WEB EXCLUSIVE: Technology and the CEO >> Part 6: The Role of Portals in Higher Education
EDITOR'S NOTE: President to President: Views of Technology in Higher Education (2005), published
by SunGard SCT (www.sungardsct.com), is the source for the following Web exclusive article.
you click on the links to read the letters from pretend portal personas, or just
read the fictional President Jones' summaries and reflections, we think you'll
enjoy this article on portal decision making at the highest level.
By Dr. Jake B. Schrum
President Southwestern University
In August of 2004, a mythical university president, Archibald Jones, became
intrigued with the concept of a campus portal. Knowing that portals are personalized
views of information, he decided to garner input from Superior University's
various constituencies including alumni, different types of students, faculty,
and staff. The chief information officer was aware of the president's interest
in portals and his desire for input. Consequently President Jones also received
a letter from the ITS department. President Jones has graciously (and magically)
shared his letters with us. His thoughts and reflections on the letters are
presented for your consideration. [Click on the links to read the text of the
a Current Student, Phil Fields, Class of 2006
Phil's letter is telling. He expects that services will be available via the
Web. Interestingly he wants to preserve the human interaction that is characteristic
of our traditional processes. I wonder if there is a way to have the best of
both worlds. We have always had a strong sense of community at Superior University
and we would hate to lose that. His idea about sports information is a good
one. I get many requests from our alumni and parents for more sports information.
The portal certainly would be a good place to present the information, but from
where will it come? Somebody has to take those pictures and get them loaded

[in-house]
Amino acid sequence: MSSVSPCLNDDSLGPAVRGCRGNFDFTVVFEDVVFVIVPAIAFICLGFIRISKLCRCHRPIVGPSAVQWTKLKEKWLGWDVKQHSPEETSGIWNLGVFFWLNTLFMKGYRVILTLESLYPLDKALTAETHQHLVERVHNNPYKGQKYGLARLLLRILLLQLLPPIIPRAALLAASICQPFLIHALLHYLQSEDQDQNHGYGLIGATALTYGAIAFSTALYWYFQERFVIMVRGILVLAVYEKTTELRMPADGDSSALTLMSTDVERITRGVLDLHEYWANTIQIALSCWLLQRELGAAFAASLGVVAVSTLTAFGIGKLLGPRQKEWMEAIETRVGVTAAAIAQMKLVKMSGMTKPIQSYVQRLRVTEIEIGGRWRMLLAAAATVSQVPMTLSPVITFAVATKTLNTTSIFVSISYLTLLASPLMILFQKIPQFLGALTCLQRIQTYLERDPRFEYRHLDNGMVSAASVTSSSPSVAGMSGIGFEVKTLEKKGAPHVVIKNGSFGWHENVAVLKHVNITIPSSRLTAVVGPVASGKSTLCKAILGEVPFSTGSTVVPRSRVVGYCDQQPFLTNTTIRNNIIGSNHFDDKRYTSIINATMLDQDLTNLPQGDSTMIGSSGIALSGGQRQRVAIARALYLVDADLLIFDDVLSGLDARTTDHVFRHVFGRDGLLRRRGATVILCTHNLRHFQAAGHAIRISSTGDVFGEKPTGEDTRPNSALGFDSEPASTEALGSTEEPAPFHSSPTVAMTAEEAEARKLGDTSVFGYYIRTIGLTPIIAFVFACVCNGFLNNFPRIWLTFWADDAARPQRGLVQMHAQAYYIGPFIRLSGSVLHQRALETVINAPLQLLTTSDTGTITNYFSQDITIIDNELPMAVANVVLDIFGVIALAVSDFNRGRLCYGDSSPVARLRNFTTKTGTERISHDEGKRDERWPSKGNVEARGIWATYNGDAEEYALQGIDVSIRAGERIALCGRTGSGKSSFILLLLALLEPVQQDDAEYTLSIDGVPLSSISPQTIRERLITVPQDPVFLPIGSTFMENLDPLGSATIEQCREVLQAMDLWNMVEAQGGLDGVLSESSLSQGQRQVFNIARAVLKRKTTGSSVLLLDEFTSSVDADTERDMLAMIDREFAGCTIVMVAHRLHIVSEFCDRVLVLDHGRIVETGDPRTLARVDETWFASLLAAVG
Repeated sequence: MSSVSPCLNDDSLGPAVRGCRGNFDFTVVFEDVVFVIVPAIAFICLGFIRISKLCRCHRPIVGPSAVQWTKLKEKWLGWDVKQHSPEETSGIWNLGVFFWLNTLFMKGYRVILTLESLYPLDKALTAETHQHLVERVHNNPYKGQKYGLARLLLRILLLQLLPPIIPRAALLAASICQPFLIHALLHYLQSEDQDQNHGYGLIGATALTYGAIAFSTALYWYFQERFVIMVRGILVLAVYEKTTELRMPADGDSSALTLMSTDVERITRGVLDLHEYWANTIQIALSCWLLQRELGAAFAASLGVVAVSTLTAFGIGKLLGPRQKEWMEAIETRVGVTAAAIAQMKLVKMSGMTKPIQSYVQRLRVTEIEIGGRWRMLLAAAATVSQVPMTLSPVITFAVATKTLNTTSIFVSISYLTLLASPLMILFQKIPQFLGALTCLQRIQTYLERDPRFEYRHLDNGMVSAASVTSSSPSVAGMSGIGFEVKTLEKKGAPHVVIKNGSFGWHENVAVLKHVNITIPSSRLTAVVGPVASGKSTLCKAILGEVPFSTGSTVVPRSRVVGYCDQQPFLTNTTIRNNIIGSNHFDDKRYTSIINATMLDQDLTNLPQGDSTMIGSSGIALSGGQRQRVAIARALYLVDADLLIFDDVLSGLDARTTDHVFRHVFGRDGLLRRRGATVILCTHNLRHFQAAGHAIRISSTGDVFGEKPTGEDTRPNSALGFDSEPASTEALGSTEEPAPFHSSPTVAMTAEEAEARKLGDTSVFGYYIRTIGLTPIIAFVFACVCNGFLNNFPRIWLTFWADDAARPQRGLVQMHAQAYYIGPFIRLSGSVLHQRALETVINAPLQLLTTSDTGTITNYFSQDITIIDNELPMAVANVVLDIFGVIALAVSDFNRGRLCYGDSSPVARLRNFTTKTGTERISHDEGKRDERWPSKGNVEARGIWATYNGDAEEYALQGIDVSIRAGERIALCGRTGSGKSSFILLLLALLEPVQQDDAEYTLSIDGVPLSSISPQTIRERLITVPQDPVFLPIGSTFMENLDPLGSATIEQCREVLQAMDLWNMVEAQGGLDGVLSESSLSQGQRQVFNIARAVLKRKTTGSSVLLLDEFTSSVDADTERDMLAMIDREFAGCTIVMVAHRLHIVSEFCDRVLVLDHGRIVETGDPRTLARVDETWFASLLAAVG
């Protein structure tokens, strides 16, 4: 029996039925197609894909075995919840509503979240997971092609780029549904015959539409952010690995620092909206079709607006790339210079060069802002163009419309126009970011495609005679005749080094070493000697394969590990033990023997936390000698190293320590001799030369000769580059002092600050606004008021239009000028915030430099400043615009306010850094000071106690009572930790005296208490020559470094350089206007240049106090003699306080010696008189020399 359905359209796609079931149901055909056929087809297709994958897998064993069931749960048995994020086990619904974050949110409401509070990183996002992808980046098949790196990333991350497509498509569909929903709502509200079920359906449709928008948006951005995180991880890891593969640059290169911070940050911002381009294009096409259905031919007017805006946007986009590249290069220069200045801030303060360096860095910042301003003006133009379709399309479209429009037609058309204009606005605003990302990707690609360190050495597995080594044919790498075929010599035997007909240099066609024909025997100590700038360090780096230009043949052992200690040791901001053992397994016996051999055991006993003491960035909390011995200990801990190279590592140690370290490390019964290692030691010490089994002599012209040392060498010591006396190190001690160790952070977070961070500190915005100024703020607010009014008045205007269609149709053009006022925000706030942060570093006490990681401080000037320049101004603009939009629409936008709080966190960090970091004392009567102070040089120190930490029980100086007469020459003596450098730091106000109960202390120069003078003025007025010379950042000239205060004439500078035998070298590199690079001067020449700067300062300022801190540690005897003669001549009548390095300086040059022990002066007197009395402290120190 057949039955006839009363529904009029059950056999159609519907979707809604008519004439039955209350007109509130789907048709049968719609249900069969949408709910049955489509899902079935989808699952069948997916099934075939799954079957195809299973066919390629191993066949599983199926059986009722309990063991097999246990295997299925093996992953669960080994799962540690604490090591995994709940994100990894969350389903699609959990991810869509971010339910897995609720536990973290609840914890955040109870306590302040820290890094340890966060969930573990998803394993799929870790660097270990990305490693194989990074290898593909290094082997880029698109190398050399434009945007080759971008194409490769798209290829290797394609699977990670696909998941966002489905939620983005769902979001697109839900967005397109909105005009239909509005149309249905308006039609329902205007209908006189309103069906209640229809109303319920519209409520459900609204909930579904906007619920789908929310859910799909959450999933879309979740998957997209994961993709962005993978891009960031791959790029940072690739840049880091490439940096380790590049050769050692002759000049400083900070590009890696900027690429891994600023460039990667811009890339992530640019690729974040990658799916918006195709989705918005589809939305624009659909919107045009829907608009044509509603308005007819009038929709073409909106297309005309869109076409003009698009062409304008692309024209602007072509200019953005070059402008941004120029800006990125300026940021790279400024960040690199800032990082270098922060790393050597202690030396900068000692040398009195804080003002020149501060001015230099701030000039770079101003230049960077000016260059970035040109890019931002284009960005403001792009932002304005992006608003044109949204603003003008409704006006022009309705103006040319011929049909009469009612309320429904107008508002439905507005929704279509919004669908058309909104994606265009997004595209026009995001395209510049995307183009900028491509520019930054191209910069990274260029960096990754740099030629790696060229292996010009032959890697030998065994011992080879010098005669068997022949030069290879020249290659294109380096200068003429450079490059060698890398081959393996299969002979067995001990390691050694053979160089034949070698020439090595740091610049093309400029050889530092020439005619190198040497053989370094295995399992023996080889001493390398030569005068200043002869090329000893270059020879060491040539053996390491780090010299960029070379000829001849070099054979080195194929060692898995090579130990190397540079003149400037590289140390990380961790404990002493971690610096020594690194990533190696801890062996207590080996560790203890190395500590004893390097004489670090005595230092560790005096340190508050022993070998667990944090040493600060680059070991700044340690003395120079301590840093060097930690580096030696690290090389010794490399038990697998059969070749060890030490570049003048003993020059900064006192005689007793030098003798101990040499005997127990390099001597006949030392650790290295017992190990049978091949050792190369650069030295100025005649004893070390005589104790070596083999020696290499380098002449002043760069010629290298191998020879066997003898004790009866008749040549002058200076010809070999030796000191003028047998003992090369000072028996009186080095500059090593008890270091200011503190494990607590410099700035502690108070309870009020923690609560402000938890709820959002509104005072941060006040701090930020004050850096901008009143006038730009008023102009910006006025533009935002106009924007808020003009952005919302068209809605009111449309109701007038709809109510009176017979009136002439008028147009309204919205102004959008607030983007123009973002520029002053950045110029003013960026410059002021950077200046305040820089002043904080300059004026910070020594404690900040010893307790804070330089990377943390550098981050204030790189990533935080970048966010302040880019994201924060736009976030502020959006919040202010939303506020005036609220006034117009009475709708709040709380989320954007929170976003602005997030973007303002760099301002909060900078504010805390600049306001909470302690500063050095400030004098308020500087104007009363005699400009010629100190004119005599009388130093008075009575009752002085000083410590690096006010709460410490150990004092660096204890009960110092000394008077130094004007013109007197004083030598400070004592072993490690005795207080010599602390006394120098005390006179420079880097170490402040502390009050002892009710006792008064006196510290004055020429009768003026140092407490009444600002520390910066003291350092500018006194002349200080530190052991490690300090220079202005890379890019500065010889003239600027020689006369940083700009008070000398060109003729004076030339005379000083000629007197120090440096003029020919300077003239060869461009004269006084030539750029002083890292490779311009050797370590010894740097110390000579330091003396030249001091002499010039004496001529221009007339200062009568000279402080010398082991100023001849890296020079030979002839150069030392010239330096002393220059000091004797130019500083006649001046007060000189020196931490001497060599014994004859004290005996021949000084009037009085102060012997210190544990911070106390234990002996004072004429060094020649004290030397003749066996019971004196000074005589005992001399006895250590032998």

into the portal.
from a Faculty Member, Elise Cosgrove, Ph.D.
An unusually brief letter from Dr. Cosgrove! It appears that community is also
important to her. She speaks also of core values. She is saying, I think, that
our core values should be promoted through the portal. It definitely is a challenge
to keep the core values "in front" of people. Perhaps the portal could
be used to remind people of our values. It absolutely must be constructed with
our core values in mind. I wonder how much institutional information she expects
from an Alumnus, Bob Connelly
What a nice letter from my classmate Bob. He is non-technical! He couldn't
work a typewriter back in the day! It's understandable that he wants the portal
to be simple to navigate. It's good to remember that the portal can be different
things to different people. That's one of its advantages. Bob d'es have something
in common with today's students, however. He wants video. I can't imagine watching
an entire basketball game or play on the computer, but video "highlights"
make sense. Those clips might help us recruit students as well.
from a Prospective Student, Amber Waves
Amber has some outstanding ideas. I particularly like the concept of presenting
information that is relevant to her interests. Her comment about the view book
is a bit disconcerting given the amount of money that we spend to produce them.
Perhaps some of that money should be directed to our Web efforts. The inability
to find information on the Web site is a concern even though it d'esn't seem
directly relevant to the portal question. We should not be frustrating our prospective
students or anyone else.
from a Staff Member, Hallie Smith
Like Dr. Cosgrove this staff member is asking for more internal information.